As the craft beer movement has moved towards the mainstream something of a backlash has begun against those that champion it over the standard mass market alternatives. Indeed, the dismissive use of the term “hipster” is usually not too far from any commentary on the rise in popularity of the craft beer industry and products. To a degree, I am not 100% convinced that there are not indeed some hipsters among the following who’s sole purpose is to stand out from the rest of the beer drinking crowd, “as an individual” however, I would argue that the craft brewers of the world have awakened something in the average generic lager drinker beyond a desire to be different, otherwise the industry would not have persisted as it has. The thing that it has awakened, in my opinion, is a desire for something of quality, produced with attention to detail, that is a little different to everything else on offer and that is more simple in terms of ingredients (resulting in lesser hangovers!)…it is perhaps a question of taste?
But what is the definition of a craft beer…and does a strict definition actually matter to the drinker?
I’ve been thinking about doing this blog post and its contents for a while, stirred on by something local that I will come onto shortly but what actually encouraged me to write it was an article I spotted this week about a civil suit against the producers of Blue Moon. Without getting into the nuts and bolts of the argument, essentially someone is suing MillerCoors on the basis that Blue Moon is being positioned as a craft beer, where in fact it is produced by one of the worlds’ biggest brewers. Whilst, I get the argument that the “craft brewing” industry supports the little entrepreneur in producing a fine product let us be realistic about the ability for these brewers to become mass market and thus large brewers and employers in their own right! What the craft brewers of the world have done is to become a vehicle for the consumer sentiment by having a sufficient enough impact on the bottom lines of the major brewers by re-introducing a high quality, different, and great tasting fresh competitive force that has caused them to rethink the policy of churning out only volumes of generic industrial and bland product aimed at as big a possible audience and their actions in addressing this should commended because it brings about better quality and selection for all beer drinkers.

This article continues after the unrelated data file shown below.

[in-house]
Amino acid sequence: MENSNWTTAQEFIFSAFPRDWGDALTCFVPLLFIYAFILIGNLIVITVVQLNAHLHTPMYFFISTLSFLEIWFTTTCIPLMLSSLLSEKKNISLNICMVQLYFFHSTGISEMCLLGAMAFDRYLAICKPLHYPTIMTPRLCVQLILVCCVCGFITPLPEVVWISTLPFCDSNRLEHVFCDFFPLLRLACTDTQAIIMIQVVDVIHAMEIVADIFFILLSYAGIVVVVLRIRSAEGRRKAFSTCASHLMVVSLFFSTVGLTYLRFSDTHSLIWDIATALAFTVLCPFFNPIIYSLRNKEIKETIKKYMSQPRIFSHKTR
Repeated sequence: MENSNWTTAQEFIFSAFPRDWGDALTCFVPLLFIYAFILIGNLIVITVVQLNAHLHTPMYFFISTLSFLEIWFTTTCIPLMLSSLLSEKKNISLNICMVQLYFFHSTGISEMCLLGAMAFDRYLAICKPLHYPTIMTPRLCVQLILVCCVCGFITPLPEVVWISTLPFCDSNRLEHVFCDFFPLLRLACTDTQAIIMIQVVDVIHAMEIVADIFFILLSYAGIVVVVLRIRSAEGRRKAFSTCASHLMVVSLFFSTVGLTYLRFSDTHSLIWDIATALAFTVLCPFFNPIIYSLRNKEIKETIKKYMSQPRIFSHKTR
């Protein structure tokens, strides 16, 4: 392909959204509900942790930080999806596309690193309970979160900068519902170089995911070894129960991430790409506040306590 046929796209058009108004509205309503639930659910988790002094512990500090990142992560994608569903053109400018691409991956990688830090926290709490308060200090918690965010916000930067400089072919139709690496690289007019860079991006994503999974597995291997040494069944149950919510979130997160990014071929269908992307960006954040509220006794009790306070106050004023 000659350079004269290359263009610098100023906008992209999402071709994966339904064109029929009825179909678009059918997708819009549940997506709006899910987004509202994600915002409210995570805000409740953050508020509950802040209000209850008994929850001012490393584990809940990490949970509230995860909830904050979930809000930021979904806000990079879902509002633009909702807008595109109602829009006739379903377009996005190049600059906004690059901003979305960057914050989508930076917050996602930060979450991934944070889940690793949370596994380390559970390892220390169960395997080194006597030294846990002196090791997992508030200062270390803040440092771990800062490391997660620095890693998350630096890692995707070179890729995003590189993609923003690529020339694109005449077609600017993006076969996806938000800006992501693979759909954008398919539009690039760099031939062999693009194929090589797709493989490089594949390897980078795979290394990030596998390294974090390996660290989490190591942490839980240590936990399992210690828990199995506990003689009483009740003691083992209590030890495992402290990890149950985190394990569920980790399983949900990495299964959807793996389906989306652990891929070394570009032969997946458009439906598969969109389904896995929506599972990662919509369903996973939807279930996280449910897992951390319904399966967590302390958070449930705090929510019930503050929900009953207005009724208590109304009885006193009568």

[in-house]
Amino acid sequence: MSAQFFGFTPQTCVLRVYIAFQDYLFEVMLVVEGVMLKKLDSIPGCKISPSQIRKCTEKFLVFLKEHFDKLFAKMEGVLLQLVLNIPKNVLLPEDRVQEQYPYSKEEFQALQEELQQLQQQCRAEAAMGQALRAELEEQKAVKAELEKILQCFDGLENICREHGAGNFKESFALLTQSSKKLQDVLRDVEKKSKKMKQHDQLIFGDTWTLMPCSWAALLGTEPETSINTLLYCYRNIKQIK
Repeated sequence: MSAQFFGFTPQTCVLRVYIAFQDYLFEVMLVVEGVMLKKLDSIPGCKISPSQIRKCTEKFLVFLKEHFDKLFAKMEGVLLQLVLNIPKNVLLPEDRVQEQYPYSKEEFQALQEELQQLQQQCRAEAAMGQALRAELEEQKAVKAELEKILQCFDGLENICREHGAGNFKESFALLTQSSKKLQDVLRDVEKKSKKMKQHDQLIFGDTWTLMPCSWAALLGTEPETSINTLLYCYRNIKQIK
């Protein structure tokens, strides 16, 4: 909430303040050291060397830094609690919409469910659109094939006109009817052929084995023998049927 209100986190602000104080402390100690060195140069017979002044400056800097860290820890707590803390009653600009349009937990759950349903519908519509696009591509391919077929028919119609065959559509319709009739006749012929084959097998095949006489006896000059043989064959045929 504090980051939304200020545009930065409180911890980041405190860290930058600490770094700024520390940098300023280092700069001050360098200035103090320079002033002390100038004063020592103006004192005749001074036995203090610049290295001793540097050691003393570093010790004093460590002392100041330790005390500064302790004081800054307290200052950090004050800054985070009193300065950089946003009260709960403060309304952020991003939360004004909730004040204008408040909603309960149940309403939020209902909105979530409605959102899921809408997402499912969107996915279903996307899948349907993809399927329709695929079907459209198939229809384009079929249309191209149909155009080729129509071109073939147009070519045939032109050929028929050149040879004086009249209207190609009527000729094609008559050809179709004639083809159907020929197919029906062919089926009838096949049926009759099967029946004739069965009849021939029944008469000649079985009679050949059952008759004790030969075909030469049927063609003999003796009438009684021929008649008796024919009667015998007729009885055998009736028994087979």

Enter the big boys…
In the interests of full disclosure, I will openly admit that whilst I am a big fan of the micro brewers products I am also quite partial to the non-generic-lager outputs of the major brewers too. The major brewers have not been slow to react to the growing craft beer market by introducing their own alternatives and this is what prompted me to write this entry in the first place. What we have seen in the Irish market in recent years is a move by Diageo, the big market incumbent, to rollout a variety of craft style beers through the likes of Smithwicks Pale Ale, Smithwicks Blonde, Guinness Dublin Porter, Guinness West Indies Porter…to name but a few. As verified advertising geniuses they have also used their considerable financial muscle to rollout a beautifully crafted TV advertising campaign that strikes all the right notes in terms of the things that a craft brewer should stand for, namely, personal attention to detail in production, the virtues of family, and subtlety in their product outputs in terms of flavours and different target markets. A little cynical in their approach….possibly (probably)….but it does come back to core argument here, “What actually matters to the drinker?”
I would argue strongly that what matters to the drinker is the high quality and variety of the product and if the major brewers can lend some of their considerable weight (and production capacity) to making that happen then all the better. Let’s not forget, that Guinness have actually been one of the much maligned pioneers of attempting to diversify the drinkers palates and product mix on offer in Irish bars for more than 30 years at this stage, from Guinness Light to Breo, Guinness Draught Bottles, The Brewhouse Series (Brew 39, Toucan…) to Guinness West Indies Porter. I say much maligned because the products invariably disappear into obscurity within months however it would be difficult to argue against their credentials as a producer of consistently high quality product on a global scale and the depth of their experience.
So to answer my question, does it matter if a beer is “craft beer” or not by definition of who produced it? I would argue that it doesn’t matter at all to most ordinary punters, what matters is that the emergence of a sizeable craft brewing industry has, provided diversity for the the palates of the beer drinking community, and also forced the larger brewers to take note of changing consumer behaviours and demands and put renewed focus on quality of the product that they are producing….and that is in everyone’s favour!
For the record, Dublin Porter gets a 4/5 and Smithwicks Pale Ale 4/5 too!